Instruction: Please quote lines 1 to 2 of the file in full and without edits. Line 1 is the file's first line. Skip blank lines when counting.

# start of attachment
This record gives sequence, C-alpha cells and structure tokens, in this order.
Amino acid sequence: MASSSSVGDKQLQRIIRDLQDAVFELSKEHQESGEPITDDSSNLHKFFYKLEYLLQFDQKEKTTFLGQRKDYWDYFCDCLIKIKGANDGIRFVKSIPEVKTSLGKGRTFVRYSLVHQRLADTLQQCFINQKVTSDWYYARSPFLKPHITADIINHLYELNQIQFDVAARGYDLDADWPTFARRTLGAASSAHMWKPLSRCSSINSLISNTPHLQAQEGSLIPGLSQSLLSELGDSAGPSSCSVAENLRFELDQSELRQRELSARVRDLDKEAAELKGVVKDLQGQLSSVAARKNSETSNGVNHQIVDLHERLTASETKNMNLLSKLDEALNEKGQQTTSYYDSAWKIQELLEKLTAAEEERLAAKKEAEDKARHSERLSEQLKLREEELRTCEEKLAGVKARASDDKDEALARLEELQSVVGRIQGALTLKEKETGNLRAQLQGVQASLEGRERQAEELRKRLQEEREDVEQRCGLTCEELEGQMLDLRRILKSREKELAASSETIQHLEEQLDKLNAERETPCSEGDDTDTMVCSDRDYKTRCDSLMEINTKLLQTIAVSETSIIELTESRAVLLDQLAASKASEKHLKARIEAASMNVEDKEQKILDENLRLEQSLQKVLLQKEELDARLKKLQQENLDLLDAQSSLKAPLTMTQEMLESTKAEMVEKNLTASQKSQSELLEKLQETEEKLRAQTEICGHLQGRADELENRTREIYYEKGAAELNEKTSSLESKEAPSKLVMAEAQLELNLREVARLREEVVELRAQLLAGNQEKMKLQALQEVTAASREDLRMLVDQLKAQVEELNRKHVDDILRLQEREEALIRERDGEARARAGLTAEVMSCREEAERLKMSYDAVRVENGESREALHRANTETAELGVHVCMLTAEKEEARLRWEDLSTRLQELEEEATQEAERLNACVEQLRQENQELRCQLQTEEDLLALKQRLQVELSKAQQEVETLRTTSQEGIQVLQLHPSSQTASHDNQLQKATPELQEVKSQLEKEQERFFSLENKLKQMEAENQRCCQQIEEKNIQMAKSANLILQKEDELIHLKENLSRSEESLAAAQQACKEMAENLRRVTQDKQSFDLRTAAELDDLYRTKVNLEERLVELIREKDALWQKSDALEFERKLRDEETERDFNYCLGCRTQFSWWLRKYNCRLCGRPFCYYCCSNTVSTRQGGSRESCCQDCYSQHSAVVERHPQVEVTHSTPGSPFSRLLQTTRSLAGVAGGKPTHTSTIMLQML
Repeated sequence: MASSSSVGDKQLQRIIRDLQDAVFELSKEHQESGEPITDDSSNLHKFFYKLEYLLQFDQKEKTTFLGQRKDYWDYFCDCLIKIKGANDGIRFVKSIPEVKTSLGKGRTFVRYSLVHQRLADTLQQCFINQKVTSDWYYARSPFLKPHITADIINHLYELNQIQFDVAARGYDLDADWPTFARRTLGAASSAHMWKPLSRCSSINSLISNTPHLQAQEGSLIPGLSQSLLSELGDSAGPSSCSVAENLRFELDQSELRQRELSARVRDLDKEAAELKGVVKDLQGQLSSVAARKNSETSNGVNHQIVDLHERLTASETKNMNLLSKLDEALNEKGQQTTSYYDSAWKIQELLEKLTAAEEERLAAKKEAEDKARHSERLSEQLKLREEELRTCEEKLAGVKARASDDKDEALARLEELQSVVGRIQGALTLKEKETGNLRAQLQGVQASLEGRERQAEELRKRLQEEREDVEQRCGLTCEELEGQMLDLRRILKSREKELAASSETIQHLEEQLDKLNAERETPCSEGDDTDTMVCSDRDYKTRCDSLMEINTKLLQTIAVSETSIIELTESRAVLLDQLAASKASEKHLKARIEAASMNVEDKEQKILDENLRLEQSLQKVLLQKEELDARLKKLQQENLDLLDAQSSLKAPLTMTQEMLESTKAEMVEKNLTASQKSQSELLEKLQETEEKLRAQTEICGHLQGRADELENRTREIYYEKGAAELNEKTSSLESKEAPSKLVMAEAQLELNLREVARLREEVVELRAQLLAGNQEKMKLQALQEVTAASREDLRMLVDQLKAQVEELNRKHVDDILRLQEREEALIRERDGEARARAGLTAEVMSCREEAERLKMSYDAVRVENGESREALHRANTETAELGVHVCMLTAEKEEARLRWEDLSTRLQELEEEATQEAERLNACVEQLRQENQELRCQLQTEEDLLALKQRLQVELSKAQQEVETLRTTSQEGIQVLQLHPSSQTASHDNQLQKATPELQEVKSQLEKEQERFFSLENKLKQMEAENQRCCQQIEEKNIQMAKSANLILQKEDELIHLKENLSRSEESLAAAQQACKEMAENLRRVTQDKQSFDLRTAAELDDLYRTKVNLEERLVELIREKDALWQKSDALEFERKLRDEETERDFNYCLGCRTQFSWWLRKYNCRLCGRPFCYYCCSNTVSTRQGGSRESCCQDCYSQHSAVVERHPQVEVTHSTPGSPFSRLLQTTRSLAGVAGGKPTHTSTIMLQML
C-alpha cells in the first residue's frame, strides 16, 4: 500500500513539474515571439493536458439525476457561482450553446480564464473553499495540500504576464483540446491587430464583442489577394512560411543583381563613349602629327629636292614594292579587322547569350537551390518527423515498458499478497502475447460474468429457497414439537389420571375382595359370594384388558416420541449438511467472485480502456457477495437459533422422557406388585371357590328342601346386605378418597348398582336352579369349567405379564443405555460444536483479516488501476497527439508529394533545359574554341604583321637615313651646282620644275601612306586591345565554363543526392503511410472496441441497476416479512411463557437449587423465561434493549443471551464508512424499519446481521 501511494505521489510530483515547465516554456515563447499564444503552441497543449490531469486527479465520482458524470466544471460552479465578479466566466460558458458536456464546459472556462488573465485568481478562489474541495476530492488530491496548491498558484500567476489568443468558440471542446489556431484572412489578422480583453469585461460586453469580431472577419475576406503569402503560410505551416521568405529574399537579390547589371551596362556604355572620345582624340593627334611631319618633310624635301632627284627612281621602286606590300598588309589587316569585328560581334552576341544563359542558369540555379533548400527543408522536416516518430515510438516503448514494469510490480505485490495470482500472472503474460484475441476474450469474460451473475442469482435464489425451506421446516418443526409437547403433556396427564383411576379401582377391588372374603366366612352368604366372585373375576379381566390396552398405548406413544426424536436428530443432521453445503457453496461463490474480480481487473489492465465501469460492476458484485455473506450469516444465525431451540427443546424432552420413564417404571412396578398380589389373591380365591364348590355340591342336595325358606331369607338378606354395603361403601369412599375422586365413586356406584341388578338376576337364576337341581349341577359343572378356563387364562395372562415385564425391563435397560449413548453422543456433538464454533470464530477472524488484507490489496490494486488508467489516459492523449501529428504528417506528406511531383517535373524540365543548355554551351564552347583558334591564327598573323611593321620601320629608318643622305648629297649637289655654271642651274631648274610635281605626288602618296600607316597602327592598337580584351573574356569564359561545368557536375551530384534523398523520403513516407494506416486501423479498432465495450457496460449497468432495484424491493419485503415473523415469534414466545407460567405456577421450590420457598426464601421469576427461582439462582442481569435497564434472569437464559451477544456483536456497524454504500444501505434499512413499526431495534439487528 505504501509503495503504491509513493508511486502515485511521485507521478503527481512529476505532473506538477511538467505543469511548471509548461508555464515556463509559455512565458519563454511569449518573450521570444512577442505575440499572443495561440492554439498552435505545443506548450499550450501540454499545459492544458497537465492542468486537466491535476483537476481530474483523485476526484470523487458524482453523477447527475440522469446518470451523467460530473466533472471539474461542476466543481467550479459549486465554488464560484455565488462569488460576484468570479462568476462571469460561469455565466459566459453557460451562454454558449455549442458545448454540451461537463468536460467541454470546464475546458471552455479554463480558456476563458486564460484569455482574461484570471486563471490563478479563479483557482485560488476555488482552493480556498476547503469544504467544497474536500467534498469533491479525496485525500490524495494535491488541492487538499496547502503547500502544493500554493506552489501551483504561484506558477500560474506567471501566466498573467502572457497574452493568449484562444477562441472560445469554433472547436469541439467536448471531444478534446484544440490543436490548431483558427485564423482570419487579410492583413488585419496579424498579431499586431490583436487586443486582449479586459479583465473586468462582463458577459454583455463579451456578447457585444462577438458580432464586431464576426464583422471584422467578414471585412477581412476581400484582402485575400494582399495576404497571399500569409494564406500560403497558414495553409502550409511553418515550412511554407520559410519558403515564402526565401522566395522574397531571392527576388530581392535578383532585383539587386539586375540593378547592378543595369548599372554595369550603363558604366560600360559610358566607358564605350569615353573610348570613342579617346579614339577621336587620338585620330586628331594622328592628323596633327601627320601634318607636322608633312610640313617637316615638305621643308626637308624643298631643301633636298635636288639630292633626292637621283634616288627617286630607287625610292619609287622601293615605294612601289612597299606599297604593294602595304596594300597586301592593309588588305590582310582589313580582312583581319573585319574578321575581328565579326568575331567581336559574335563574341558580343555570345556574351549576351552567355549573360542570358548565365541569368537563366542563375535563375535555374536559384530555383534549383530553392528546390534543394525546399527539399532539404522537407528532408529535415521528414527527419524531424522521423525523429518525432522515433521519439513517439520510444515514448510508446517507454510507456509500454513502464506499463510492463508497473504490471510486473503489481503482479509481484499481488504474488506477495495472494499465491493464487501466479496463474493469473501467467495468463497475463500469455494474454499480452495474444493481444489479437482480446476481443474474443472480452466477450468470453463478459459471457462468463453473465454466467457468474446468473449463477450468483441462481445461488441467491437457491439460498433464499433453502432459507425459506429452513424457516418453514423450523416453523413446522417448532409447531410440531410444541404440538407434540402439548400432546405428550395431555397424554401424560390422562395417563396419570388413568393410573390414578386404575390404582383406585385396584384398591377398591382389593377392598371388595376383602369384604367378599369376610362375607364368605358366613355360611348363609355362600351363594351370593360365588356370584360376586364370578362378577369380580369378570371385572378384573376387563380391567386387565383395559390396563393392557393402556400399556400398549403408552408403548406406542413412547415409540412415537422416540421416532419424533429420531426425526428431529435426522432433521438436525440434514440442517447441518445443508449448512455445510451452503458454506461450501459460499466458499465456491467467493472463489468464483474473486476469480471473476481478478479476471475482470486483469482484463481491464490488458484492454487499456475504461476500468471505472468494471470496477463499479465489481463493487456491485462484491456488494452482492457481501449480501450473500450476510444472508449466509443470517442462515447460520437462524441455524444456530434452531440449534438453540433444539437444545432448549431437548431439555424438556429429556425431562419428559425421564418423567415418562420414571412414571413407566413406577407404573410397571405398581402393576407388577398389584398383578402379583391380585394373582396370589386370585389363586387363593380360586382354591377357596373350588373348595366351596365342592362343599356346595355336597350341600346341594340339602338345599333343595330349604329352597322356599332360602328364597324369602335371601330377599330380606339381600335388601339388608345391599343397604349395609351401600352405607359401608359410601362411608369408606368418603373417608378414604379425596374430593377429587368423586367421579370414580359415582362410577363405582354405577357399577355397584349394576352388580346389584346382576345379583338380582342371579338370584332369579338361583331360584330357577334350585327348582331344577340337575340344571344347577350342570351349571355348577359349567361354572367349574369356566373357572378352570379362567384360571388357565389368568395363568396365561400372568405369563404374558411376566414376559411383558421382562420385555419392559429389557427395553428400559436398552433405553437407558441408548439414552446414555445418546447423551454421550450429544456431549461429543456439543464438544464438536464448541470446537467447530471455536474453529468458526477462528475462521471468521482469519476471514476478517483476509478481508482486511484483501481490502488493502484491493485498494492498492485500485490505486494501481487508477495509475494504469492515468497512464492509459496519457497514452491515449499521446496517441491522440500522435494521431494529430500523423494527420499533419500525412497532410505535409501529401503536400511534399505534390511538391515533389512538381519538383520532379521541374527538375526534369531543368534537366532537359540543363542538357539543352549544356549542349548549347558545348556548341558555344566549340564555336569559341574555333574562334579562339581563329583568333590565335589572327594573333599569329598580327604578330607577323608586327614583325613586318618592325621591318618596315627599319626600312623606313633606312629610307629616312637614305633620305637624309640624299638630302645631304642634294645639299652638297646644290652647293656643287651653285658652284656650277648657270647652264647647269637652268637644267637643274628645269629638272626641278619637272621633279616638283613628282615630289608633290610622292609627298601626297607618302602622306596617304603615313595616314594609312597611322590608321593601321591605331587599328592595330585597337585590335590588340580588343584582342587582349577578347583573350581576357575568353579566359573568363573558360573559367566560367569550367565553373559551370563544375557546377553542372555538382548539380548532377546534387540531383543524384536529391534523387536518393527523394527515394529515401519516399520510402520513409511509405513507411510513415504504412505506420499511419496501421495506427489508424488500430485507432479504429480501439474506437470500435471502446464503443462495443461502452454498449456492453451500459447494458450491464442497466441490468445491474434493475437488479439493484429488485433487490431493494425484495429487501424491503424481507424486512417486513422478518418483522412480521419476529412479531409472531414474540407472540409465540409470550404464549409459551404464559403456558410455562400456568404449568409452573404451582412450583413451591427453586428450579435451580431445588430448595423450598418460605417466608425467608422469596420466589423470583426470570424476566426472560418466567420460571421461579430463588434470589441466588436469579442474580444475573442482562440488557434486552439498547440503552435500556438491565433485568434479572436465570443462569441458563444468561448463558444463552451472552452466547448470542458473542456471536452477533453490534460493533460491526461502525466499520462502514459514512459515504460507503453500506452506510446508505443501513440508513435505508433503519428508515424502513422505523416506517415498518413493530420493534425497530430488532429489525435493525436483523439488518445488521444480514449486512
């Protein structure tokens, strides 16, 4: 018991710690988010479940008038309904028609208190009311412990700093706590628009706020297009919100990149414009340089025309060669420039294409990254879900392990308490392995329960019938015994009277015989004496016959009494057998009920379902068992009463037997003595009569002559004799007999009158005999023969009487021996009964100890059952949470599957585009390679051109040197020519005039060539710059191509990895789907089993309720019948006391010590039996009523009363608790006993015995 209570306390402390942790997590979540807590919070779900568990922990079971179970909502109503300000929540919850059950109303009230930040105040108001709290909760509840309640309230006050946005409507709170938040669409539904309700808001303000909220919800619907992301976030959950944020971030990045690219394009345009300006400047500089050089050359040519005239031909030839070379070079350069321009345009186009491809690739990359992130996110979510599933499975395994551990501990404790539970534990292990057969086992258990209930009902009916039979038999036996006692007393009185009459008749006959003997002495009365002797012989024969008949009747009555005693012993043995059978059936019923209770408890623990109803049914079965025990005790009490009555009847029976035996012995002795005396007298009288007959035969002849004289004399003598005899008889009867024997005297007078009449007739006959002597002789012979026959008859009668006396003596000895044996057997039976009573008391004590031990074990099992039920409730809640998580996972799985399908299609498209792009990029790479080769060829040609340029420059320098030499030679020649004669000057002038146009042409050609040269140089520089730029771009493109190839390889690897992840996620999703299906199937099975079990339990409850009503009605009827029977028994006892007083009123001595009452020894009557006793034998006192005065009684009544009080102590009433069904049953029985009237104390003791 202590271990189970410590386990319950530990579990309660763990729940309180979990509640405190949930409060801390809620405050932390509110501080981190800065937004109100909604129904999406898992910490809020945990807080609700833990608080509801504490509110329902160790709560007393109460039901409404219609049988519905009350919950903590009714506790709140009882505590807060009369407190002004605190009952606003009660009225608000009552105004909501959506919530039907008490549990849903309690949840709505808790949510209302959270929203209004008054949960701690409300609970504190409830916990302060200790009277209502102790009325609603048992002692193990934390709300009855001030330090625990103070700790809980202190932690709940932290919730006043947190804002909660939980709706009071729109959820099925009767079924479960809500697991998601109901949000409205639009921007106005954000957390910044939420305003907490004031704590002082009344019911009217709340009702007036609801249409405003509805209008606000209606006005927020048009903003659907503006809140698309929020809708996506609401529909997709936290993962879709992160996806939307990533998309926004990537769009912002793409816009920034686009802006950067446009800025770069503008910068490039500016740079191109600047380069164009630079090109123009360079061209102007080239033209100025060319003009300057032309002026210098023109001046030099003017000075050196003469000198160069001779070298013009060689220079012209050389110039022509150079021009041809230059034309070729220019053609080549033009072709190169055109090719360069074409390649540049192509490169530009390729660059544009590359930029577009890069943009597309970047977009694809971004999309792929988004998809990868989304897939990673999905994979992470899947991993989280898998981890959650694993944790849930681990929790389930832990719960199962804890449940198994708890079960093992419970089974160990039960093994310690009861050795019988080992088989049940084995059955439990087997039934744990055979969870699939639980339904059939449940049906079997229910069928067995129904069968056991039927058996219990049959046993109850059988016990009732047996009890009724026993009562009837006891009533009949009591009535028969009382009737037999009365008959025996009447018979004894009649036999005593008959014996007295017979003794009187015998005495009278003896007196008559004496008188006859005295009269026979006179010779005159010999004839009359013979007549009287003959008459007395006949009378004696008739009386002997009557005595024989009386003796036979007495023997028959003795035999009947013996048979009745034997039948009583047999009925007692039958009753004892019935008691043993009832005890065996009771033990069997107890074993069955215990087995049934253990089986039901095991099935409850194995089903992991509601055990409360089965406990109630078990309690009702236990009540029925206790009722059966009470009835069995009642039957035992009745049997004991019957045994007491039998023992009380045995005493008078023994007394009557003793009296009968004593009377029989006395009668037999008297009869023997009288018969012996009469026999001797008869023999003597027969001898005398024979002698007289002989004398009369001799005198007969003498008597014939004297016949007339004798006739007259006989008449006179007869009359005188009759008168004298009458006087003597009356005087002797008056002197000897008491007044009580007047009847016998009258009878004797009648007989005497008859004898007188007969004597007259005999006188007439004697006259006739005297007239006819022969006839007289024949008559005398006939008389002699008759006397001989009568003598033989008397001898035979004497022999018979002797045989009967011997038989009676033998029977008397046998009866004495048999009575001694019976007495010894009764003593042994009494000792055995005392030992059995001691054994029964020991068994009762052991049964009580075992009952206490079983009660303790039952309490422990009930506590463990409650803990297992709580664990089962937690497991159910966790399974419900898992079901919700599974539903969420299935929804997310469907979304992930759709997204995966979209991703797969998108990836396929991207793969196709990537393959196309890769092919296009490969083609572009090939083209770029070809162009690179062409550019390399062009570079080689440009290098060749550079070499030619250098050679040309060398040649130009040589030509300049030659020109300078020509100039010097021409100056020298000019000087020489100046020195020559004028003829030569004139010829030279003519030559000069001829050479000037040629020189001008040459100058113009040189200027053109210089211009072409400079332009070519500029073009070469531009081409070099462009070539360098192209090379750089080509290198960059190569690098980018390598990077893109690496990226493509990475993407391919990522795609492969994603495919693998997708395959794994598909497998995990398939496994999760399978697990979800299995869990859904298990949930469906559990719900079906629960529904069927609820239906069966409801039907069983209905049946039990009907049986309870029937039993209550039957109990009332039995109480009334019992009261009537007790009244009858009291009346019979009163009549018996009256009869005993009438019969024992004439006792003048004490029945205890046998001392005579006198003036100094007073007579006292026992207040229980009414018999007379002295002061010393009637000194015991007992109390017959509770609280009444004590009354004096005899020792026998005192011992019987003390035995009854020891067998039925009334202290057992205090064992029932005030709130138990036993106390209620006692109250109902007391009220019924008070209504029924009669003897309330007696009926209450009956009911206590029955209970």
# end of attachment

This record gives sequence, C-alpha cells and structure tokens, in this order.
Amino acid sequence: MASSSSVGDKQLQRIIRDLQDAVFELSKEHQESGEPITDDSSNLHKFFYKLEYLLQFDQKEKTTFLGQRKDYWDYFCDCLIKIKGANDGIRFVKSIPEVKTSLGKGRTFVRYSLVHQRLADTLQQCFINQKVTSDWYYARSPFLKPHITADIINHLYELNQIQFDVAARGYDLDADWPTFARRTLGAASSAHMWKPLSRCSSINSLISNTPHLQAQEGSLIPGLSQSLLSELGDSAGPSSCSVAENLRFELDQSELRQRELSARVRDLDKEAAELKGVVKDLQGQLSSVAARKNSETSNGVNHQIVDLHERLTASETKNMNLLSKLDEALNEKGQQTTSYYDSAWKIQELLEKLTAAEEERLAAKKEAEDKARHSERLSEQLKLREEELRTCEEKLAGVKARASDDKDEALARLEELQSVVGRIQGALTLKEKETGNLRAQLQGVQASLEGRERQAEELRKRLQEEREDVEQRCGLTCEELEGQMLDLRRILKSREKELAASSETIQHLEEQLDKLNAERETPCSEGDDTDTMVCSDRDYKTRCDSLMEINTKLLQTIAVSETSIIELTESRAVLLDQLAASKASEKHLKARIEAASMNVEDKEQKILDENLRLEQSLQKVLLQKEELDARLKKLQQENLDLLDAQSSLKAPLTMTQEMLESTKAEMVEKNLTASQKSQSELLEKLQETEEKLRAQTEICGHLQGRADELENRTREIYYEKGAAELNEKTSSLESKEAPSKLVMAEAQLELNLREVARLREEVVELRAQLLAGNQEKMKLQALQEVTAASREDLRMLVDQLKAQVEELNRKHVDDILRLQEREEALIRERDGEARARAGLTAEVMSCREEAERLKMSYDAVRVENGESREALHRANTETAELGVHVCMLTAEKEEARLRWEDLSTRLQELEEEATQEAERLNACVEQLRQENQELRCQLQTEEDLLALKQRLQVELSKAQQEVETLRTTSQEGIQVLQLHPSSQTASHDNQLQKATPELQEVKSQLEKEQERFFSLENKLKQMEAENQRCCQQIEEKNIQMAKSANLILQKEDELIHLKENLSRSEESLAAAQQACKEMAENLRRVTQDKQSFDLRTAAELDDLYRTKVNLEERLVELIREKDALWQKSDALEFERKLRDEETERDFNYCLGCRTQFSWWLRKYNCRLCGRPFCYYCCSNTVSTRQGGSRESCCQDCYSQHSAVVERHPQVEVTHSTPGSPFSRLLQTTRSLAGVAGGKPTHTSTIMLQML